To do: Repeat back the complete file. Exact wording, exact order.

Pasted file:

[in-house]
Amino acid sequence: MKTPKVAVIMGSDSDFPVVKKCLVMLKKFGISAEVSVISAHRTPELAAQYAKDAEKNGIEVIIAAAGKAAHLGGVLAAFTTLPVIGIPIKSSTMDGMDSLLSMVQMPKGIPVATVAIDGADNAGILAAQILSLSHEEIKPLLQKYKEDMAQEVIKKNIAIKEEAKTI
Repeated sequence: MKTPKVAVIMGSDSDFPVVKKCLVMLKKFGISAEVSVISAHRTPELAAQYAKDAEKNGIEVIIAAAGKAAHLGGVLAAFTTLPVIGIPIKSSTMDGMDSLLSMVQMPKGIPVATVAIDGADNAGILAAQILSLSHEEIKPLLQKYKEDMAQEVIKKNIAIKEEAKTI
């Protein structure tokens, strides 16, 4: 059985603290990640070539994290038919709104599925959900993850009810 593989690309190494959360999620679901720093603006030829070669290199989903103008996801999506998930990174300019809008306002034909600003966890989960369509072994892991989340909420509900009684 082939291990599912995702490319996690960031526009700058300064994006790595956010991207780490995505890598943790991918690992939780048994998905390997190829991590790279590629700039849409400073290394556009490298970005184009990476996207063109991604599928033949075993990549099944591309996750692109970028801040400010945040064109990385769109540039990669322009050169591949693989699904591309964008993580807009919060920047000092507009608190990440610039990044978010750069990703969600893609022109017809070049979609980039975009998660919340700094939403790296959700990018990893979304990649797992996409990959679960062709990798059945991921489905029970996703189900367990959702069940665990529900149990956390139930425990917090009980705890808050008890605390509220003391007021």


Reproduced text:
[in-house]
Amino acid sequence: MKTPKVAVIMGSDSDFPVVKKCLVMLKKFGISAEVSVISAHRTPELAAQYAKDAEKNGIEVIIAAAGKAAHLGGVLAAFTTLPVIGIPIKSSTMDGMDSLLSMVQMPKGIPVATVAIDGADNAGILAAQILSLSHEEIKPLLQKYKEDMAQEVIKKNIAIKEEAKTI
Repeated sequence: MKTPKVAVIMGSDSDFPVVKKCLVMLKKFGISAEVSVISAHRTPELAAQYAKDAEKNGIEVIIAAAGKAAHLGGVLAAFTTLPVIGIPIKSSTMDGMDSLLSMVQMPKGIPVATVAIDGADNAGILAAQILSLSHEEIKPLLQKYKEDMAQEVIKKNIAIKEEAKTI
């Protein structure tokens, strides 16, 4: 059985603290990640070539994290038919709104599925959900993850009810 593989690309190494959360999620679901720093603006030829070669290199989903103008996801999506998930990174300019809008306002034909600003966890989960369509072994892991989340909420509900009684 082939291990599912995702490319996690960031526009700058300064994006790595956010991207780490995505890598943790991918690992939780048994998905390997190829991590790279590629700039849409400073290394556009490298970005184009990476996207063109991604599928033949075993990549099944591309996750692109970028801040400010945040064109990385769109540039990669322009050169591949693989699904591309964008993580807009919060920047000092507009608190990440610039990044978010750069990703969600893609022109017809070049979609980039975009998660919340700094939403790296959700990018990893979304990649797992996409990959679960062709990798059945991921489905029970996703189900367990959702069940665990529900149990956390139930425990917090009980705890808050008890605390509220003391007021």